Still Waters, Viveca Sten (2008, Sweden). I watched the TV adaptation of this – called Morden i Sandhamn – and bought my mother the book for Christmas, and then spotted the ebook was only 99p so I decided to give it a go myself. I couldn’t actually remember the plot of the TV episode based on this novel, although bits of it seemed familiar. But then about halfway in, I suddenly remembered who the murderer was. Oh well. But I’m fairly sure there’s an entire subplot that never made it into the TV adaptation. Sandhamn is the only village on the island of Sandön, which means “the sand island”, because it’s known for being sandy rather than rocky, as all the other islands in the Stockholm archipelago are. Thomas Andreasson is from Sandhamn, but currently works for the Stockholm police in Nacka. When a body washes ashore at Sandhamn, and the victim has no connection to the village or island, it’s initially thought to be an accident. But then the victim’s only living relative, his cousin, is murdered, and it’s starting to look like something strange is going on… The book pushes one theory of the crimes for much of its length, before more or less stumbling over the real motive, and murderer. The prose is basic at best, and I wonder how much of that is down to the translation. Annoyingly, everything has been translated from metric to Imperial (for the US market, obviously). It made for an entertaining piece of television but felt a bit slow for a novel of 448 pages. There are currently ten books in the series. If the Swedish prose is as simple as the English prose, I’m tempted to try one in its original language…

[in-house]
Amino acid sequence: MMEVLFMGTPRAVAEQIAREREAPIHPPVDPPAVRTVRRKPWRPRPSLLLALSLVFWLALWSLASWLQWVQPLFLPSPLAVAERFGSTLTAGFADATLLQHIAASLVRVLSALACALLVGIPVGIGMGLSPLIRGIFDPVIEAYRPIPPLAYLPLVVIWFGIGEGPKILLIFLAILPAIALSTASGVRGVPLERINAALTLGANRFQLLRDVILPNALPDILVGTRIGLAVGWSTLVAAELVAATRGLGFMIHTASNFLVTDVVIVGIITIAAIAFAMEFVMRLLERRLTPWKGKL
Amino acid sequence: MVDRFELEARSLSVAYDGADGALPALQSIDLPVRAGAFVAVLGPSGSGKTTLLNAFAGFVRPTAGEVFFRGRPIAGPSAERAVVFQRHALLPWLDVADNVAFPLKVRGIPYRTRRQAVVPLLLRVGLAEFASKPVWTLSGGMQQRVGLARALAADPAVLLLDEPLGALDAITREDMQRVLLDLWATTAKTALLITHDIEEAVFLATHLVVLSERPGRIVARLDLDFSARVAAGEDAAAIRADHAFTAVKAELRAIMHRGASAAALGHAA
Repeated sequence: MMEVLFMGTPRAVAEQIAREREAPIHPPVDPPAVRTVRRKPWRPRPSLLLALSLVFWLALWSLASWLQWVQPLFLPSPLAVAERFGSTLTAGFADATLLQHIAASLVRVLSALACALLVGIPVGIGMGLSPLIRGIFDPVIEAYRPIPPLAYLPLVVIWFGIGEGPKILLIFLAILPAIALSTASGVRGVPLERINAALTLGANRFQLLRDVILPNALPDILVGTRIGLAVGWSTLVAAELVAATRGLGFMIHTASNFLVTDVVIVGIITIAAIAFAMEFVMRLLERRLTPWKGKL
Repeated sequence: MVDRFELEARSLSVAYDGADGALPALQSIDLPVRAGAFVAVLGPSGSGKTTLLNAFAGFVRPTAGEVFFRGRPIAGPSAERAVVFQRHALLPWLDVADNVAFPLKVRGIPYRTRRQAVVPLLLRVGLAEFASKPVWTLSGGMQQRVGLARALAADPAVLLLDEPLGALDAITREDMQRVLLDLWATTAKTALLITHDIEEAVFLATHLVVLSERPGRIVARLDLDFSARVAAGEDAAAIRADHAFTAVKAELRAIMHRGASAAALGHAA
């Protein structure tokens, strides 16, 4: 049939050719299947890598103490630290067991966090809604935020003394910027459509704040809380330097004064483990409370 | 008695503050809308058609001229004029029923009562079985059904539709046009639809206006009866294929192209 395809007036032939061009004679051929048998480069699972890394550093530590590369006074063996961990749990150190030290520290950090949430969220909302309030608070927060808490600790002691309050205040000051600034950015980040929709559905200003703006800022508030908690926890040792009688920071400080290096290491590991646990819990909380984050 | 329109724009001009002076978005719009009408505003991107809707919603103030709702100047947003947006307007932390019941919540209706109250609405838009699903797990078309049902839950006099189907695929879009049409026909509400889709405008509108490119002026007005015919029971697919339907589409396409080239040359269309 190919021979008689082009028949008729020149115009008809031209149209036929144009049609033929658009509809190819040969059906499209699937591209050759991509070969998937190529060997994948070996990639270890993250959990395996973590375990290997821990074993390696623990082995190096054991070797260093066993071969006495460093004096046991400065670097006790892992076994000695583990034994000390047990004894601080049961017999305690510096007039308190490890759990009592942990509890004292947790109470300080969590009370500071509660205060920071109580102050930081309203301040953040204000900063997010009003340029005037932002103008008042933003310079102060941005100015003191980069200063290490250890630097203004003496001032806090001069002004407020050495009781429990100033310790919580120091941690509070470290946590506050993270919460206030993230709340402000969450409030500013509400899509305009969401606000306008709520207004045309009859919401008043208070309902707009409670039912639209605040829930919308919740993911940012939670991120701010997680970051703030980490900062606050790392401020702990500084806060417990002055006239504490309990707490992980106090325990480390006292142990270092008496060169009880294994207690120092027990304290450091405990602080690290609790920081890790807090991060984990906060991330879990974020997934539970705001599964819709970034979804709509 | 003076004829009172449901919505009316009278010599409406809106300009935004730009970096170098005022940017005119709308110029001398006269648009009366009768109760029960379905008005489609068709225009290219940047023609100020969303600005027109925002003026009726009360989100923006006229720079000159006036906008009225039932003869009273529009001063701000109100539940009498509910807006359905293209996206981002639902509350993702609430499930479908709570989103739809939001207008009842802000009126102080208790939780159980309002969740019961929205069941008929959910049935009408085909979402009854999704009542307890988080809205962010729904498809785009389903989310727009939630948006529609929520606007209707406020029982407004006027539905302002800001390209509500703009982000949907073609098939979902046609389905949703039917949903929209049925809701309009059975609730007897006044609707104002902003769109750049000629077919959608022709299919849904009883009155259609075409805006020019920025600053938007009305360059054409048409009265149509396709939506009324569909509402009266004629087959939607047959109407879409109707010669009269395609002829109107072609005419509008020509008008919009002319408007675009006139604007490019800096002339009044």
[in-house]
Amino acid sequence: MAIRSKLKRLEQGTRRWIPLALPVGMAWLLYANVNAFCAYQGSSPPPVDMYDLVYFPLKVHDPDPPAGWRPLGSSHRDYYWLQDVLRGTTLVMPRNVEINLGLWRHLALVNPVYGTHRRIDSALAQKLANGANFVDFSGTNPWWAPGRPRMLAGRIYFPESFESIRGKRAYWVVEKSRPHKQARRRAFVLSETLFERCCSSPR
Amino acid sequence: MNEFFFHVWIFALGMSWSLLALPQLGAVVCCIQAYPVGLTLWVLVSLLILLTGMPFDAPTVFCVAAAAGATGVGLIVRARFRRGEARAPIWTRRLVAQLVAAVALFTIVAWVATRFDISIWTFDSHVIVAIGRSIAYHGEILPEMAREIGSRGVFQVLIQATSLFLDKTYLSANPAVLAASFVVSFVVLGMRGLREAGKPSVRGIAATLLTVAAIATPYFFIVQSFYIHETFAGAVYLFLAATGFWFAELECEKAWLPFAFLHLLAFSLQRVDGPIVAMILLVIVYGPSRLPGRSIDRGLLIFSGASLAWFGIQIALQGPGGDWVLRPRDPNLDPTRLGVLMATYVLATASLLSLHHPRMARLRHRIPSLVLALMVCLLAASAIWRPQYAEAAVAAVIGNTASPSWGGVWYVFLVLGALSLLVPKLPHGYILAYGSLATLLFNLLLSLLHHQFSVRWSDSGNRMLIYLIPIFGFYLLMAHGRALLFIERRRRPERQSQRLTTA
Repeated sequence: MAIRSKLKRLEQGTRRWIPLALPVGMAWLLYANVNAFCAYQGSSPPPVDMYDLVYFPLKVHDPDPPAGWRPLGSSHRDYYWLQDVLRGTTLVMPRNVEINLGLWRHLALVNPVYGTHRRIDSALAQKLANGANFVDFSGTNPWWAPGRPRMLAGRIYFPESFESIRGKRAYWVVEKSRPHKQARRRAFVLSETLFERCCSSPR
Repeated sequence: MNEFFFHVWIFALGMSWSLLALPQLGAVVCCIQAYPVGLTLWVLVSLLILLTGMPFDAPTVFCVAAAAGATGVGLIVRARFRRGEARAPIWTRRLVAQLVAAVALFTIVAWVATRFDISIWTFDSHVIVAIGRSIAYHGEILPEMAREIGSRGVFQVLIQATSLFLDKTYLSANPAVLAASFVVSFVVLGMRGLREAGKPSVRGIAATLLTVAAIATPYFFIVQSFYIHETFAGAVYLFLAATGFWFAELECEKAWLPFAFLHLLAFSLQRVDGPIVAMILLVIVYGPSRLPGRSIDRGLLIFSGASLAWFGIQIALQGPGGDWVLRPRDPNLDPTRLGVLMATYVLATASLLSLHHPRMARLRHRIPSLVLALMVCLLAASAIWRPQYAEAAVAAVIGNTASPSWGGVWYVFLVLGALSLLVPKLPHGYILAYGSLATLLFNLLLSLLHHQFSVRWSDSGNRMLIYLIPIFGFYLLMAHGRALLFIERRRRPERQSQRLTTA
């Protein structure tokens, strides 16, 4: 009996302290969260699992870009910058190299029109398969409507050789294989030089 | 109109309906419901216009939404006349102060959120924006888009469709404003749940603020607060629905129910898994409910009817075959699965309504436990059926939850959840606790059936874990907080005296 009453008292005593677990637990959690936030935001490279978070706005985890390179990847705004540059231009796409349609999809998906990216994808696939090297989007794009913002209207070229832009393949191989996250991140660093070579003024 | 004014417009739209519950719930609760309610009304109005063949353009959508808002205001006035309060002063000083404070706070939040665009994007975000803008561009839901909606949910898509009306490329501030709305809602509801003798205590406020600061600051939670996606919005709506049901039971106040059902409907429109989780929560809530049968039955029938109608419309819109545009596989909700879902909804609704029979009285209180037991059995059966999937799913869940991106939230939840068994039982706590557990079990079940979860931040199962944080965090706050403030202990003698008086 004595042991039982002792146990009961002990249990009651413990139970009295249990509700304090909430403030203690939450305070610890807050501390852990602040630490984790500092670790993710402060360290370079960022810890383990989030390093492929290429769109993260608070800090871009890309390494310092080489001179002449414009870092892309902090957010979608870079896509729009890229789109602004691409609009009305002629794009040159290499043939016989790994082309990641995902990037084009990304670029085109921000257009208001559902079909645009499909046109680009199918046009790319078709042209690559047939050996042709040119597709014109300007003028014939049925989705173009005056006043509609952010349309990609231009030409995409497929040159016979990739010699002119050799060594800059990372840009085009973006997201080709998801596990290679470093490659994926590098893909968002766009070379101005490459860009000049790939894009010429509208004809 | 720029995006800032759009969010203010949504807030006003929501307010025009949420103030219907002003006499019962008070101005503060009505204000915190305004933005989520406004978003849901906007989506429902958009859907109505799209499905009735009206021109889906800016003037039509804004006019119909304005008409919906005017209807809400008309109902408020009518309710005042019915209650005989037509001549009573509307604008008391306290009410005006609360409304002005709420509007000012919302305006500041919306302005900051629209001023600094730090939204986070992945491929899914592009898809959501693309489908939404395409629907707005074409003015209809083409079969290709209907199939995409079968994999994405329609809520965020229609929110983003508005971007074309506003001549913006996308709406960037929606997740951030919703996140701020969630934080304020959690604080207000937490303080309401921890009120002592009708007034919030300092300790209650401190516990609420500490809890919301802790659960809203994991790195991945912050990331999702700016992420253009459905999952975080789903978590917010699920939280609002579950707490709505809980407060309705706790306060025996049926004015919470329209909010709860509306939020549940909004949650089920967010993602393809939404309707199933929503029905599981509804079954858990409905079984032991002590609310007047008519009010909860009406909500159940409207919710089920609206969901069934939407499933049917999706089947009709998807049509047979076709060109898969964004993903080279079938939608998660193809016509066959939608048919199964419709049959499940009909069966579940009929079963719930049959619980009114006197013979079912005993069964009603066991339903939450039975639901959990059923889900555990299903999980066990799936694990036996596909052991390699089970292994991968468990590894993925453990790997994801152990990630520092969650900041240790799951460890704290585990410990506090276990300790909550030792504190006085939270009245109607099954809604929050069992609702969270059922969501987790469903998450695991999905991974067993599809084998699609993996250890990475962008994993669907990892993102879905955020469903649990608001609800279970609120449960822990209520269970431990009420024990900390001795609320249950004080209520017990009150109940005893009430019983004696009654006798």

On, Adam Roberts (2001, UK). This was Roberts’s second novel, and it’s now twenty years old, which I suppose explains some aspects of it – but I really could not understand what this novel was supposed to be about or how it was meant to explore its central premise. Tighe lives on the worldwall, a seemingly infinitely tall vertical surface, on which humanity ekes out a precarious existence on “shelves” and “ledges” and “crags”. Tighe’s village lives in abject poverty. And yet there are marginally more prosperous towns nearby, one of which charges a toll to climb the ladder to reach it. Tighe’s father is prince of the village, although this title is apparently meaningless, and his grandfather is the head priest. Tighe’s parents disappear, and he is taken in by his grandfather but soon realises the man is petty and venal (as if religious leaders are never that…), and after various arguments and such, Tighe… falls off the village ledge. This is usually a death sentence. However, several miles below, Tighe lands on a partially deflated balloon belonging to a small empire occupying several ledges. Tighe is badly injured but recovers, and is pressganged as a kite-pilot in the imperial army. The empire invades a neighbouring state, which apparently guards a door through the worldwall. The invasion goes badly, the empire is defeated, and Tighe is captured and made a slave. He is purchased by a man who takes him further east, a man who repeatedly rapes one of his female slaves, and kills and eats another of his male slaves. Tighe is rescued by a mysterious man in a silver flying craft – centuries more technologically advanced than the people on the worldwall – who explains the world to him – which has been pretty obvious for more than two-thirds of the book – and plans to use Tighe, through the machinery implanted in Tighe’s brain, to return the world to its former state. It’s all complete nonsense. Roberts provides appendices explaining the set-up, but they’re so dull it’s hard to believe he expected anyone to either read them or believe them. There’s no justification for the poverty and cruelty endemic on the worldwall, and certainly none for the cannibalism and casual rape. The door through the worldwall, and the occasional theological discussions, are complete red herrings. The invasion achieves nothing except subject Tighe to jeopardy and deprivation. I’ve always found Roberts’s novels a bit hit and miss, but the general consensus on this one seems to be it’s a substantial miss. It tells a pointless story set in a horrible world, and shows all the amoral disregard for cruelty and violence of the worst grimdark.